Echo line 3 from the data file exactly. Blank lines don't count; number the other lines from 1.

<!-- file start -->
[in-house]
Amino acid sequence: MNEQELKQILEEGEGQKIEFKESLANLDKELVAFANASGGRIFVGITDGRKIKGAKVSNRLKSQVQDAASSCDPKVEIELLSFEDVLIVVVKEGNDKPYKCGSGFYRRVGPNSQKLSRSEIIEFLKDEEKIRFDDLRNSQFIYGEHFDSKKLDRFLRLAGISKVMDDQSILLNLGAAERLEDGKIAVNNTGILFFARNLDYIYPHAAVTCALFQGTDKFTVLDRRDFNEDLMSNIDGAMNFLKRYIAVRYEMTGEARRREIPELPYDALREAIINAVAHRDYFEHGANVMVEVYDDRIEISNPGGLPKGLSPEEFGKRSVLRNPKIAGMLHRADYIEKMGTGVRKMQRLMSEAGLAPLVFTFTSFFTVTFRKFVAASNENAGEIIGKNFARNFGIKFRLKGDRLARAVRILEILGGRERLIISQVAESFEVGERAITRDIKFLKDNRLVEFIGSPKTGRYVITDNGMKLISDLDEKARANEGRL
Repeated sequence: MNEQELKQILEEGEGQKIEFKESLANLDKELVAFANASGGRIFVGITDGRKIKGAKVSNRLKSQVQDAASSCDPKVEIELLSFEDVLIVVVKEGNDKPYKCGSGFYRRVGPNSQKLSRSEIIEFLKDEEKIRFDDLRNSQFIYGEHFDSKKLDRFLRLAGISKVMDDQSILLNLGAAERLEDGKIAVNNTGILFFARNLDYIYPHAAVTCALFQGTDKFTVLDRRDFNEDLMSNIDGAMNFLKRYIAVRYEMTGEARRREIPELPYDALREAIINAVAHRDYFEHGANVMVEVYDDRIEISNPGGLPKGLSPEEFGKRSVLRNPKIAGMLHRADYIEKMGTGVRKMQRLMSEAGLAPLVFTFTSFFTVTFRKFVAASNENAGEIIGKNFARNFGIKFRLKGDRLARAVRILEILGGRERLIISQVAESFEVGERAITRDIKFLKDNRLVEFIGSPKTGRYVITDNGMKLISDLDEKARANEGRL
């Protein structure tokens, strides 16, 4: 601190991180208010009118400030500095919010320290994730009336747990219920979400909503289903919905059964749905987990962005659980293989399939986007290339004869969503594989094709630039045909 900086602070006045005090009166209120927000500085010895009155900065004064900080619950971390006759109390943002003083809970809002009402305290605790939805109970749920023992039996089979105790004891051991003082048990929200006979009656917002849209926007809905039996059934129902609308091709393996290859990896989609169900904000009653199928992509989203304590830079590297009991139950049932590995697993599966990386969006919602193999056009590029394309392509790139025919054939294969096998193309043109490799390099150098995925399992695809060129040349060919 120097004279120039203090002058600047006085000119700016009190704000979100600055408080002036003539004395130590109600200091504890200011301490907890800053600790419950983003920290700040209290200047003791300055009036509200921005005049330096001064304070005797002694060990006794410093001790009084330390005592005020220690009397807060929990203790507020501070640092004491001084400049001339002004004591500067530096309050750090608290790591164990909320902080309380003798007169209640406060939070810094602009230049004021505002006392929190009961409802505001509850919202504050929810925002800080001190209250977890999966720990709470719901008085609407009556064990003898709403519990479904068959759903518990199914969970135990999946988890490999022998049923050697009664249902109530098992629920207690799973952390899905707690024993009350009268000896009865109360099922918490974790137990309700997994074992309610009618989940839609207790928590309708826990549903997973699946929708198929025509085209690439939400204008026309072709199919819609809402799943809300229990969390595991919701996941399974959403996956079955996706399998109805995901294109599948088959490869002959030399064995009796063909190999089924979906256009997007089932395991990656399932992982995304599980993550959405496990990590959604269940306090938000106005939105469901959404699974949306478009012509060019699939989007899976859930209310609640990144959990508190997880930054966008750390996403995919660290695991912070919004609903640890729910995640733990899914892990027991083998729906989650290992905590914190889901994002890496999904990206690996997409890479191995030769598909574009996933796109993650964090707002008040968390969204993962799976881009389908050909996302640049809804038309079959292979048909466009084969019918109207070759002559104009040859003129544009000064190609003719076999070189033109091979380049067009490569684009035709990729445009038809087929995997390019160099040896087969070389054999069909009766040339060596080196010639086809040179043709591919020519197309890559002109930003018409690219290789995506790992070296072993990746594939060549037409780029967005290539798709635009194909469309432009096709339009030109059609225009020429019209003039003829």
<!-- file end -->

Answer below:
Repeated sequence: MNEQELKQILEEGEGQKIEFKESLANLDKELVAFANASGGRIFVGITDGRKIKGAKVSNRLKSQVQDAASSCDPKVEIELLSFEDVLIVVVKEGNDKPYKCGSGFYRRVGPNSQKLSRSEIIEFLKDEEKIRFDDLRNSQFIYGEHFDSKKLDRFLRLAGISKVMDDQSILLNLGAAERLEDGKIAVNNTGILFFARNLDYIYPHAAVTCALFQGTDKFTVLDRRDFNEDLMSNIDGAMNFLKRYIAVRYEMTGEARRREIPELPYDALREAIINAVAHRDYFEHGANVMVEVYDDRIEISNPGGLPKGLSPEEFGKRSVLRNPKIAGMLHRADYIEKMGTGVRKMQRLMSEAGLAPLVFTFTSFFTVTFRKFVAASNENAGEIIGKNFARNFGIKFRLKGDRLARAVRILEILGGRERLIISQVAESFEVGERAITRDIKFLKDNRLVEFIGSPKTGRYVITDNGMKLISDLDEKARANEGRL